|Please don't drink the
Photo - Steve Davey
Tests found salt levels 140 times Ontario limits in Toronto's rivers, according to a study carried out last winter. On March 27, Kevin Mercer, of Riversides Stewardship Alliance, released the results of river salt testing which the city conducted in December and January. In one case, samples of storm sewer discharge taken at a tributary of Mimico Creek, near Hwys 427 and 401, contained a salt concentration of 35,000 milligrams per litre 140 times the limit set by provincial water-quality standards.
"You might as well be pickling whatever lives or would like to live in that water," said Mercer. "You couldn't drink it. Provincial water-quality standards set 250 milligrams per litre as the limit for salt." He called for city council to significantly reduce the 130,000 tonnes of salt Toronto crews put on roads each winter. He also wants the city to look at alternatives to road salt.
Environmentalists have requested Toronto's works committee to endorse an Environment Canada report which classifies road salt as environmentally toxic.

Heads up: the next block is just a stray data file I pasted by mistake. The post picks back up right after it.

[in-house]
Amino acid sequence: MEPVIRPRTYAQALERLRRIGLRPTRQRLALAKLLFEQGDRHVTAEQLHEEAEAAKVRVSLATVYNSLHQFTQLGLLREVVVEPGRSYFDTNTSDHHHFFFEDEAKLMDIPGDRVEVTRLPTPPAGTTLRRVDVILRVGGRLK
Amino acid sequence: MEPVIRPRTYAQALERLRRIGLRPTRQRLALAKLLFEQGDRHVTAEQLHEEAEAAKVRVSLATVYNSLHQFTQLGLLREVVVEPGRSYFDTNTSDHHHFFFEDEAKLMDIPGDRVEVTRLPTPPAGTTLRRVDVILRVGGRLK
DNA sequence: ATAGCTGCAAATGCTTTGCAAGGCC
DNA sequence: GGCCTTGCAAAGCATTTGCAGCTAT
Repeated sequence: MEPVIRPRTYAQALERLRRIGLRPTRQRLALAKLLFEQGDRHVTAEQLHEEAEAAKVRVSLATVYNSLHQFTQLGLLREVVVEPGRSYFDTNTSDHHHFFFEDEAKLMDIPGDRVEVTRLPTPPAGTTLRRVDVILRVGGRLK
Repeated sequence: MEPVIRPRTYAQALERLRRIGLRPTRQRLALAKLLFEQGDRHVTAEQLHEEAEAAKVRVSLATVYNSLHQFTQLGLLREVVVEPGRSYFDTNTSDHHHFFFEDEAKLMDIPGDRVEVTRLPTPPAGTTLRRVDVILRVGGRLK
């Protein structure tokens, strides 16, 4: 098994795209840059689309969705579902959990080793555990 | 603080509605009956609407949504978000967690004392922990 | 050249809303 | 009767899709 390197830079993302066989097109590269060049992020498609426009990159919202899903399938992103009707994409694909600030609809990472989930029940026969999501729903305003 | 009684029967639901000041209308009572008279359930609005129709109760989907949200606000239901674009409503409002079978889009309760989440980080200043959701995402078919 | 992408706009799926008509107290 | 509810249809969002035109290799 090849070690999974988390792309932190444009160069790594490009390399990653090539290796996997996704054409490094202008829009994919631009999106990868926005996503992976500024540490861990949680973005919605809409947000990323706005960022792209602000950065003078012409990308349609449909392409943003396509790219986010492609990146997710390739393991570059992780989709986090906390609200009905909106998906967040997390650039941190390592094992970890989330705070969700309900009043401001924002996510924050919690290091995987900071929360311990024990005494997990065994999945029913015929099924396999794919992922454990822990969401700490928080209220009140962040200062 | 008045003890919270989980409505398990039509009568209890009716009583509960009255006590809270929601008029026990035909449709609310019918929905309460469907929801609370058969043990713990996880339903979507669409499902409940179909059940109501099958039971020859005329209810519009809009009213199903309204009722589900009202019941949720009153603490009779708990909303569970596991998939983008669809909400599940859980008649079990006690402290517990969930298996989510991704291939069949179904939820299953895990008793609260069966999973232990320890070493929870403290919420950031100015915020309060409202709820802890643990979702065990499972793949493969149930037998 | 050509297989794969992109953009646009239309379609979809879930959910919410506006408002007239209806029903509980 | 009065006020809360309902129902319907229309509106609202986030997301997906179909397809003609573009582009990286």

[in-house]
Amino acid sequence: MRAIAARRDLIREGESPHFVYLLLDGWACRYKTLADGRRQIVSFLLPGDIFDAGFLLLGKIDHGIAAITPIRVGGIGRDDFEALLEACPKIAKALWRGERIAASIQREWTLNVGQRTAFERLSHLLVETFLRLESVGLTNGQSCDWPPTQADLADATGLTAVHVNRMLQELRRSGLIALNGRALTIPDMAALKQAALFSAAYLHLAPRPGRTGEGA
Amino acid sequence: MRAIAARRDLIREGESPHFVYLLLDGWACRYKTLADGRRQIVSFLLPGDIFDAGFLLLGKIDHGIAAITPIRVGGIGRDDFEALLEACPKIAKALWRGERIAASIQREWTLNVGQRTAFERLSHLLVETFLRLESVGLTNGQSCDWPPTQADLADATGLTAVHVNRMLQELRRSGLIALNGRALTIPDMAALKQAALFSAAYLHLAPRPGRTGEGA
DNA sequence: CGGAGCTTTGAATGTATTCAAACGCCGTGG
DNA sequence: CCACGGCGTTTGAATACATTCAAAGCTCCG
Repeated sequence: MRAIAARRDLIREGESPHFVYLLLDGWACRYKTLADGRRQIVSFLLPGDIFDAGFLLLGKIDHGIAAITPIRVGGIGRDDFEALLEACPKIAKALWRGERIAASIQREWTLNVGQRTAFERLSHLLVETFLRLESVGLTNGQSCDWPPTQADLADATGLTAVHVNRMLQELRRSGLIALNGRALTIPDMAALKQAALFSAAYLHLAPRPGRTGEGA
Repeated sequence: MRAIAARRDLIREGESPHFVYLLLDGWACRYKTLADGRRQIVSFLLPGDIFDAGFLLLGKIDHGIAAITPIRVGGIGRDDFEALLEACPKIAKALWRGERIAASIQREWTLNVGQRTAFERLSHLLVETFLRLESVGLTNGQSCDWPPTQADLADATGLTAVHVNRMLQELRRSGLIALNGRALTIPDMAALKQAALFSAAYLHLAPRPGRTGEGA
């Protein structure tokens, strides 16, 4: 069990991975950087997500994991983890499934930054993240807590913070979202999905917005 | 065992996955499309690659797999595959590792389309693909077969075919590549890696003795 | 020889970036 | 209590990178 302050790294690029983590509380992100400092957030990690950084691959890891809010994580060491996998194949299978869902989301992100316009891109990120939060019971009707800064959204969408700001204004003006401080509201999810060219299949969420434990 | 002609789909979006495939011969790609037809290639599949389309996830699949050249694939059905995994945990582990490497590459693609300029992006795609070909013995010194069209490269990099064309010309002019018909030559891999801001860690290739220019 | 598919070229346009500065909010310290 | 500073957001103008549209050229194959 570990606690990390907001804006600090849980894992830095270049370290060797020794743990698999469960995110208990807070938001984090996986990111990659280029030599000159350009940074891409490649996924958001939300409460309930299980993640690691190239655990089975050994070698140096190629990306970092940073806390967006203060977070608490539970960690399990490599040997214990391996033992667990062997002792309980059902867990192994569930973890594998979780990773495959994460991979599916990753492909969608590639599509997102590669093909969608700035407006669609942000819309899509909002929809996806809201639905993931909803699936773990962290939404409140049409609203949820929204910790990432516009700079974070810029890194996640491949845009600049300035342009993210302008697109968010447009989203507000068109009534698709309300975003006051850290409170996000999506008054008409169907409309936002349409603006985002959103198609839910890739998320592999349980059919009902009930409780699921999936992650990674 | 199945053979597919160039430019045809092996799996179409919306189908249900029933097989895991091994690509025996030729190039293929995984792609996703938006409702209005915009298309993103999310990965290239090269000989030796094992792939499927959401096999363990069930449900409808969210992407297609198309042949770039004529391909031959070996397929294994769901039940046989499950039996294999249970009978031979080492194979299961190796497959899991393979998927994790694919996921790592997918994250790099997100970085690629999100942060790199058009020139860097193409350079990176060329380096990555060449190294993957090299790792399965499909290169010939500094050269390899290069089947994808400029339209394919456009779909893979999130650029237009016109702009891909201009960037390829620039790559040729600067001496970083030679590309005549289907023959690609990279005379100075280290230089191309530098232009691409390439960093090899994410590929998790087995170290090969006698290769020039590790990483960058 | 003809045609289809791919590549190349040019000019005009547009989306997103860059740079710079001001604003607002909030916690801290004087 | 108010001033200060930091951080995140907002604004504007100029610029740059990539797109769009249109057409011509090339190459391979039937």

A five year assessment by Environment Canada found that the five million tons of road salts used across the country every winter contaminate groundwater, surface water, poison wildlife and harm vegetation.
Streams, small lake ecosystems and groundwater are particularly vulnerable to road salt, which should be added to the Canadian Environmental Protection Act's toxic substances list, Environment Canada said in its report.
Road salts are sodium chloride, calcium chloride, potassium chloride, magnesium chloride and ferrocyanide salts. The principal salt used on roads is the table salt used on food. The only irritation for humans from road salt is its adverse effect on the taste of contaminated roadside well waters, said the study.
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